The city and its surroundings are divided between various factions, but there are three major powers competing for control of the region: The New California Republic (NCR), Caesar's Legion, and Mr. House. The NCR's military, returning from Fallout 2, is now overextended and mismanaged, but controls the majority of territories in the Mojave. The slave-driving, Roman army-styled Caesar's Legion, formed by its leader, Caesar, conquered and united 86 tribes and now plans to conquer New Vegas. Mr. House, the mysterious businessman rumoured to be 200 years old, controls New Vegas with an army of "Securitron" security robots. There are many other factions and groups as well, including the Boomers, a tribe of heavily armed vault dwellers, Powder Gangers, violent groups of escaped convicts, Great Khans, a tribe of drug dealers and raiders, and the Brotherhood of Steel, the technology-craving remnants of the U.S. military.[11][15] Landmarks featured in Fallout: New Vegasinclude the Hoover Dam, which supplies power to the city,[15] Nellis Air Force Base and the HELIOS One solar energy plant.[19]


The game places the player in the role of a courier working for the Mojave Express, known simply as "the Courier". While delivering a package with a platinum poker chip to New Vegas, the Courier is ambushed by Benny (voiced by Matthew Perry), leader of one of the casinos in New Vegas, who steals the package, shoots the player in the head, and leaves the body in a shallow grave. A robot named Victor witnesses the shooting and brings the courier to Doctor Mitchell in Goodsprings.[15] At this point, the player enters into character creation and defines the Courier's skills, attributes, name, gender, age and appearance. Although traumatized, the player begins his journey, following Benny to avenge the attack and recover the stolen package, all while exploring the Mojave Wasteland.[17]

The game proceeds according to the player's decisions and involves many different events, factions, and characters, but the main storyline follows the player's pursuit of Benny to both settle the score and retrieve the platinum chip. Eventually, after finding Benny and the chip, the Courier finds himself in the middle of a conflict between three factions: Caesar's Legion, a group of Roman-esque slavers, the New Californian Republic (NCR), an expansionist militia government, and Mr. House, the enigmatic de facto ruler of New Vegas in command of an army of Securitron robots. Each of the three sides aim to control Hoover Dam, which is still operational and supplying the South West with power and clean, non-irradiated water, and thus control of the dam means effective control of the region. It is revealed that Mr. House, a human from before the Great War and surviving via a contained life support chamber, ordered the platinum chip's delivery before the war. The chip is a data storage device with a program that can upgrade the Securitrons to a greater level of combat effectiveness, and was stolen by Benny as part of a scheme to take over House's security and claim New Vegas for himself with the help of a reprogrammed Securitron, Yes Man.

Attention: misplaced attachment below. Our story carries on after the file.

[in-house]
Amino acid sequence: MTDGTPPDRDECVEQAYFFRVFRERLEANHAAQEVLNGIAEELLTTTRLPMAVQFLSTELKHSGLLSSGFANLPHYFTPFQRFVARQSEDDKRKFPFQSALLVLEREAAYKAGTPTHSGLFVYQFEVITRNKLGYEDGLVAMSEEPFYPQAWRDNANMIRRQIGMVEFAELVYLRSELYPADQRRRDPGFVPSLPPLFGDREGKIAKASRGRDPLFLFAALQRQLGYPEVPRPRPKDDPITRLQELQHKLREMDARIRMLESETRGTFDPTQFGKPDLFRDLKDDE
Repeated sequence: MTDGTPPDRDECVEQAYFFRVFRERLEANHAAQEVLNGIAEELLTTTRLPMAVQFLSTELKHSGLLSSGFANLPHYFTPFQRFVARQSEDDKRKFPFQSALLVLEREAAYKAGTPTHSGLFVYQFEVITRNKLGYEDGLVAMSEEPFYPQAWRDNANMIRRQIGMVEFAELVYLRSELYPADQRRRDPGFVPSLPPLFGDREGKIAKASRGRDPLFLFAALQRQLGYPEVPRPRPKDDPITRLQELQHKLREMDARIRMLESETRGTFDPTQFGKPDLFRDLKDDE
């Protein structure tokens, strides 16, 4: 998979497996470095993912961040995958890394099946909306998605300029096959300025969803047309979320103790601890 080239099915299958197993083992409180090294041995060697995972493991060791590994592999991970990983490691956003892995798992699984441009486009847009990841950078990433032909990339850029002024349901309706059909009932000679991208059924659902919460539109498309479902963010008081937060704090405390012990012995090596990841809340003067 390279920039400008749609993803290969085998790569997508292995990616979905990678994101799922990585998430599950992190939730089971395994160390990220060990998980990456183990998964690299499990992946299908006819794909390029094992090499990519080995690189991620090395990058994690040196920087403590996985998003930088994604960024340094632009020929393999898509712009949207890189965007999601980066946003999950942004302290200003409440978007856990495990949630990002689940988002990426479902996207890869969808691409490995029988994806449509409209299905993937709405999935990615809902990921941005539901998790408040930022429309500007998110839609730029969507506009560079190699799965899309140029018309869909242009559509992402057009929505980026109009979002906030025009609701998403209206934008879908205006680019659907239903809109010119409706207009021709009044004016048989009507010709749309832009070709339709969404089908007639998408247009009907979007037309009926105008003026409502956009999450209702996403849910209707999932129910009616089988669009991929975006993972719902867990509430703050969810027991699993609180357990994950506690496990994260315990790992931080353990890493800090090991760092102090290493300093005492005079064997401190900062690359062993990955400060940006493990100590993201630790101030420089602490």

The player has the option to pursue one of four paths - fighting for NCR, Caesar, Mr. House, or taking up Benny's plans to take New Vegas for their own with Yes Man's assistance. After a line of quests where the player deals with outsider factions to determine their role in a looming battle, the player is notified that Caesar's Legion is attacking Hoover Dam and they must take part to decide the outcome. As the Legion strikes the Dam, led by the fearsome Legate Lanius, the NCR protects its position under General Lee Oliver. Depending on the faction sided with up to the battle the player will either defend the Dam for NCR, conquer it for the Legion, or connect the Dam's systems to House's network so he or Yes Man can take control. The game concludes with a slideshow showing the results of the player's actions, the battle for Hoover Dam deciding the faction that comes to power over New Vegas and the Mojave, and the fates of the various other factions based on how the player negotiated with them and which of the major factions emerged dominant.


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Fallout 3 Wikipedia:

Fallout - New Vegas Wikipedia:

Fallout Series Wikipedia:

Official Fallout G.E.C.K. Wiki: